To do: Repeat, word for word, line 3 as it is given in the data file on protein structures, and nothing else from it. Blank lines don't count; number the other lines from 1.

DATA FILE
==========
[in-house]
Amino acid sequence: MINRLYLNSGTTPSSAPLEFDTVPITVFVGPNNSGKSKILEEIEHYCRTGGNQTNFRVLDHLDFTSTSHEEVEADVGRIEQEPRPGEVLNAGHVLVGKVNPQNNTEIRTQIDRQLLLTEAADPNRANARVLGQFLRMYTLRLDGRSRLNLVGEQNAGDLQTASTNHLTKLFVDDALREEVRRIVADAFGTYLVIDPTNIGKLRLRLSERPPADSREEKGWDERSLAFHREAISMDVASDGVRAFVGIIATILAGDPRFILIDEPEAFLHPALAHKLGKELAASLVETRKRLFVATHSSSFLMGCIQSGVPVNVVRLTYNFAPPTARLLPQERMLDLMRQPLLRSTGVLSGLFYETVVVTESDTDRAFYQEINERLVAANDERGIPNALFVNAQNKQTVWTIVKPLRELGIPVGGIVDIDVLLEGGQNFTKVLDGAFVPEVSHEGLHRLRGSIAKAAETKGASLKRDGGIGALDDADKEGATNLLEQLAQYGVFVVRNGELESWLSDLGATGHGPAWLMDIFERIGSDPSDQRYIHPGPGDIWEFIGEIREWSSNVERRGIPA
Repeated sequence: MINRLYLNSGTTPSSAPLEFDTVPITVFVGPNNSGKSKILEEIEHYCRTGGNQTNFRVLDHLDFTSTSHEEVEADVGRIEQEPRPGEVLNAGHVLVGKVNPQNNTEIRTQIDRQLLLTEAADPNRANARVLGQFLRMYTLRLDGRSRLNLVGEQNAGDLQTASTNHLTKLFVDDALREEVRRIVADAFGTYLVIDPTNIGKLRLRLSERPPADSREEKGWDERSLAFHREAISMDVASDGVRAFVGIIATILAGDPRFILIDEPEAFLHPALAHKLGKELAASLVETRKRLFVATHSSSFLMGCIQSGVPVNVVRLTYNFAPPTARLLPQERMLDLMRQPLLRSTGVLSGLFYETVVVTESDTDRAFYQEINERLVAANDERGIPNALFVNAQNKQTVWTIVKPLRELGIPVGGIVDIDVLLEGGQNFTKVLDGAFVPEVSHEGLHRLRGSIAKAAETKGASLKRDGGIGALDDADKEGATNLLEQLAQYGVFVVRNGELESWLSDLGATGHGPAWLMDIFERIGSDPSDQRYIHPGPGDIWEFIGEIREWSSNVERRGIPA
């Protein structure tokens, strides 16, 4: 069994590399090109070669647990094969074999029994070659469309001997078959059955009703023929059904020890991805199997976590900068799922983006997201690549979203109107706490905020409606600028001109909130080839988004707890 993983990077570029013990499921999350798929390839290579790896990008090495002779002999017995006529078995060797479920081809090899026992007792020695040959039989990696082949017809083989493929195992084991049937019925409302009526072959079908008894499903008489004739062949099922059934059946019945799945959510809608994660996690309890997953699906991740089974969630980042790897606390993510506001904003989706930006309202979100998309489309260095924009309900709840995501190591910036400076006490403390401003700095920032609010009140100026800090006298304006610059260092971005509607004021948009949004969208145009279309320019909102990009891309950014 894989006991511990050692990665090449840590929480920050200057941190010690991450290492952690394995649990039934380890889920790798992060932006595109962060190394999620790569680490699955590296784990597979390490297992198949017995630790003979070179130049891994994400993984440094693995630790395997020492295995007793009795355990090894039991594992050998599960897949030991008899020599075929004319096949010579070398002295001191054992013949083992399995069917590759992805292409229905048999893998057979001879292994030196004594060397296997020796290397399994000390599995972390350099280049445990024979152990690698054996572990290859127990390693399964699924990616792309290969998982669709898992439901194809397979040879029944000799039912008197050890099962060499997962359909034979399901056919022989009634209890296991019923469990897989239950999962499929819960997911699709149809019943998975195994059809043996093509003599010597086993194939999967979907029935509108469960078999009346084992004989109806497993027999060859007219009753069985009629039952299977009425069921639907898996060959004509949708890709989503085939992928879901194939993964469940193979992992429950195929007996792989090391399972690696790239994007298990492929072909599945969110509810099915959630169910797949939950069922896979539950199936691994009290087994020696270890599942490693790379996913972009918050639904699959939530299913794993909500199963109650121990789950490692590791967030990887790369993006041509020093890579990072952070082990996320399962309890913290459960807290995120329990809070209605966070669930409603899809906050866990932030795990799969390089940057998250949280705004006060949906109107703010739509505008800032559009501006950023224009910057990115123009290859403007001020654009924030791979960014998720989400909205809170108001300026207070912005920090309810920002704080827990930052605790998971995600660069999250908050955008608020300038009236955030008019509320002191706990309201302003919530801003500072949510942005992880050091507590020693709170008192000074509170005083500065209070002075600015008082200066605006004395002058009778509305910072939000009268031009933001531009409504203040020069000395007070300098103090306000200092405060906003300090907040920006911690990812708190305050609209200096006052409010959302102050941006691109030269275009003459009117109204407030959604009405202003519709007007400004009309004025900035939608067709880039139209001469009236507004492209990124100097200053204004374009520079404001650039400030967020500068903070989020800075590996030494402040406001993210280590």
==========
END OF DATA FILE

Repeated sequence: MINRLYLNSGTTPSSAPLEFDTVPITVFVGPNNSGKSKILEEIEHYCRTGGNQTNFRVLDHLDFTSTSHEEVEADVGRIEQEPRPGEVLNAGHVLVGKVNPQNNTEIRTQIDRQLLLTEAADPNRANARVLGQFLRMYTLRLDGRSRLNLVGEQNAGDLQTASTNHLTKLFVDDALREEVRRIVADAFGTYLVIDPTNIGKLRLRLSERPPADSREEKGWDERSLAFHREAISMDVASDGVRAFVGIIATILAGDPRFILIDEPEAFLHPALAHKLGKELAASLVETRKRLFVATHSSSFLMGCIQSGVPVNVVRLTYNFAPPTARLLPQERMLDLMRQPLLRSTGVLSGLFYETVVVTESDTDRAFYQEINERLVAANDERGIPNALFVNAQNKQTVWTIVKPLRELGIPVGGIVDIDVLLEGGQNFTKVLDGAFVPEVSHEGLHRLRGSIAKAAETKGASLKRDGGIGALDDADKEGATNLLEQLAQYGVFVVRNGELESWLSDLGATGHGPAWLMDIFERIGSDPSDQRYIHPGPGDIWEFIGEIREWSSNVERRGIPA